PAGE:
The Indian Coast Guard has been trying to contain an oil spill off the coast of Mumbai after a collision between two cargo ships, a defence ministry spokesman said.
One vessel has tilted dangerously after the collision between the two Panamanian ships five nautical miles from the shore on Saturday.
"One ship, which was carrying a cargo of diesel and lubricant oil [partly] capsized, triggering an oil slick that had spread to a distance of 2 nautical miles from the ship," Captain Manohar Nambiar, a navy official said.
Scores of containers flung overboard are making navigation difficult and efforts are under way to secure them.
"Aerial spraying of chemicals to contain the spill is going on. But oil is still leaking from the cargo and it is likely the slick will spread further because of the tide and windy conditions," Nambiar said.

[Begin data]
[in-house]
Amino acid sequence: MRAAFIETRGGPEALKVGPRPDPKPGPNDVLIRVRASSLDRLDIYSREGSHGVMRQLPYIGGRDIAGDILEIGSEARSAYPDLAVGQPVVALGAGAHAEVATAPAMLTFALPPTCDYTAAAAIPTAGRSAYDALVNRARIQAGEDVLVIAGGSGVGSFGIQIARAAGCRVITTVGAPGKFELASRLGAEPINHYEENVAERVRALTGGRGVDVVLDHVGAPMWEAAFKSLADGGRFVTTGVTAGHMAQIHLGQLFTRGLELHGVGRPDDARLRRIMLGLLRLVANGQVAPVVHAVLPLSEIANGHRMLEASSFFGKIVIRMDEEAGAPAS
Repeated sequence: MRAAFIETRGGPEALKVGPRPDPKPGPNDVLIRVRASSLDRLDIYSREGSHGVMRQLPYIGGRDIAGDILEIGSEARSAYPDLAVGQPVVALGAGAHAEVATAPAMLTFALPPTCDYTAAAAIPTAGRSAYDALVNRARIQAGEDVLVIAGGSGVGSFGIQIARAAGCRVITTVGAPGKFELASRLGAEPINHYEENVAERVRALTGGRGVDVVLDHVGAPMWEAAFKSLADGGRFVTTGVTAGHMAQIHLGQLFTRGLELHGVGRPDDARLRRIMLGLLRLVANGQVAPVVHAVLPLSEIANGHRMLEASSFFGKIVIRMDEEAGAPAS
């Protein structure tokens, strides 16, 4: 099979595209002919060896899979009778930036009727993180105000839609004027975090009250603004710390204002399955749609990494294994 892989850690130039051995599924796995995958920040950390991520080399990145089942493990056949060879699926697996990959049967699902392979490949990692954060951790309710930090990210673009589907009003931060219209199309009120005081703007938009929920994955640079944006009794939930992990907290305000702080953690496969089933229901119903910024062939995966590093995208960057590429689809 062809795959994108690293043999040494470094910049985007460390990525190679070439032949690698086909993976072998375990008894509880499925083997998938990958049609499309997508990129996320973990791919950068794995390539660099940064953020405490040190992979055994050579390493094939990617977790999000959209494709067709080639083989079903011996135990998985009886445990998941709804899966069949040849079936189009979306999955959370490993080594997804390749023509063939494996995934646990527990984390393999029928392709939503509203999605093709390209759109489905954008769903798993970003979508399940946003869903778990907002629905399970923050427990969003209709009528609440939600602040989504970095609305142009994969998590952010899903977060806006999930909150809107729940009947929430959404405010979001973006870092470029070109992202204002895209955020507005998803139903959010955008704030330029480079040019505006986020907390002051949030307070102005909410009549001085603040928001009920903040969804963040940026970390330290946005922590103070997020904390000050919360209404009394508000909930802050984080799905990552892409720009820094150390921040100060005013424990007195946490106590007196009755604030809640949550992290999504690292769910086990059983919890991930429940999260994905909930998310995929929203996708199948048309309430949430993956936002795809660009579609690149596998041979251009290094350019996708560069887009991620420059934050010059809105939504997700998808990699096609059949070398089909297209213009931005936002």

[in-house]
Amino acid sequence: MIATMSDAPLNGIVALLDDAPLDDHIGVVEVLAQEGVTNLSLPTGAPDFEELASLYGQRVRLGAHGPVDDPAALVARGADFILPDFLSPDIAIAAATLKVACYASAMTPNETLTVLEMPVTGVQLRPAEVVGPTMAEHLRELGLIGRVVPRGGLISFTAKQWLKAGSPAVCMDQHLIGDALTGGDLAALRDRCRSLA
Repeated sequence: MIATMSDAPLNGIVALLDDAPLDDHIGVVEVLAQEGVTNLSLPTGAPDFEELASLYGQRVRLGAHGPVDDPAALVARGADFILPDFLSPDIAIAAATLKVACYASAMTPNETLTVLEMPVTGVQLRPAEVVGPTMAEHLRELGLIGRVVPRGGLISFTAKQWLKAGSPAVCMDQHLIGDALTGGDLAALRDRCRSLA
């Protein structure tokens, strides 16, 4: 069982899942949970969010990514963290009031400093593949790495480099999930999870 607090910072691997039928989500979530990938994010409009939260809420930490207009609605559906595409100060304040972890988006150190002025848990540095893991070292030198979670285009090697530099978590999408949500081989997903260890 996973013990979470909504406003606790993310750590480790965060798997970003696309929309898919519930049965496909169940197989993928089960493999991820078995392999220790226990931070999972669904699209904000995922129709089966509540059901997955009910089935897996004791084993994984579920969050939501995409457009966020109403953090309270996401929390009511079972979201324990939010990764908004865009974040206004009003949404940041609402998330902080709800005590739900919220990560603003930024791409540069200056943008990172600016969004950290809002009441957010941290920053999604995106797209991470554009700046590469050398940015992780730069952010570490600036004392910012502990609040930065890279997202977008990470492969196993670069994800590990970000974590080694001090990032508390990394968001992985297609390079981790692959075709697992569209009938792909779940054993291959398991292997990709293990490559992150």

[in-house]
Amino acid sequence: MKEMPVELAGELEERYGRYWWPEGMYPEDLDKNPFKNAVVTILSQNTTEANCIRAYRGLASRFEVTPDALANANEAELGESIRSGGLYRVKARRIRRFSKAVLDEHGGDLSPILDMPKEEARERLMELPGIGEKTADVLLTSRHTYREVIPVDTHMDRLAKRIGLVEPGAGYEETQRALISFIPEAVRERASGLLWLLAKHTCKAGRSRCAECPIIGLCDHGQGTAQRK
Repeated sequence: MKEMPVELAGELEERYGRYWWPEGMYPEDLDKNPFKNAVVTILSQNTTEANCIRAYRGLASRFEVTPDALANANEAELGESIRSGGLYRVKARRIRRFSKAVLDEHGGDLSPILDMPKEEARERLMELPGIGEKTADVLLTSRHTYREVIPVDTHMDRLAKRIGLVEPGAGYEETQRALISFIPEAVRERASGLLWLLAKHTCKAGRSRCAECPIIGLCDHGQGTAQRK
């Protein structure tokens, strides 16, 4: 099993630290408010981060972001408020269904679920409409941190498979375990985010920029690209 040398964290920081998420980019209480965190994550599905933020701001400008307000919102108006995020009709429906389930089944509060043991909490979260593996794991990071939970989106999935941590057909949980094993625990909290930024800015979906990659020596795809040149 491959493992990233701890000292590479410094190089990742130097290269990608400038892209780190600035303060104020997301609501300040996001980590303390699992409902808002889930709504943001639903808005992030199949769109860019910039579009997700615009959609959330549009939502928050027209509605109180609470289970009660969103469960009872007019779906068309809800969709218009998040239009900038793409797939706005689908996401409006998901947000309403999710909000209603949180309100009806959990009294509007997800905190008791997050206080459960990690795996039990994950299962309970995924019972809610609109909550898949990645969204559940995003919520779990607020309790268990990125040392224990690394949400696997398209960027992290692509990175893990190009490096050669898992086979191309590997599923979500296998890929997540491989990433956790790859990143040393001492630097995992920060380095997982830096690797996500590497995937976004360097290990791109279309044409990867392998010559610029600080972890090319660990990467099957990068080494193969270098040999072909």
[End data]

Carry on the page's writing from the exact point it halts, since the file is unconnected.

Environmental emergency teams have been put on alert to mobilise for a clean-up operation, while fishermen have been told not to venture into the sea until the all-clear has been given.
Nambiar described the ship's position as "precarious", adding that "it's difficult to get on board to locate the point of leakage".
Six coast guard ships were working to minimise the impact of the spill.
Broken patches of oil have been cleared around Elephanta Island, a world heritage site and tourist attraction in Mumbai Harbour, the defence ministry said in a statement.
The MSC Chitra was leaving Mumbai when it collided with the MV Khalijia-II, which was manoeuvring into port.
Thirty-three crew members were rescued. Both ships developed cracks following the collision.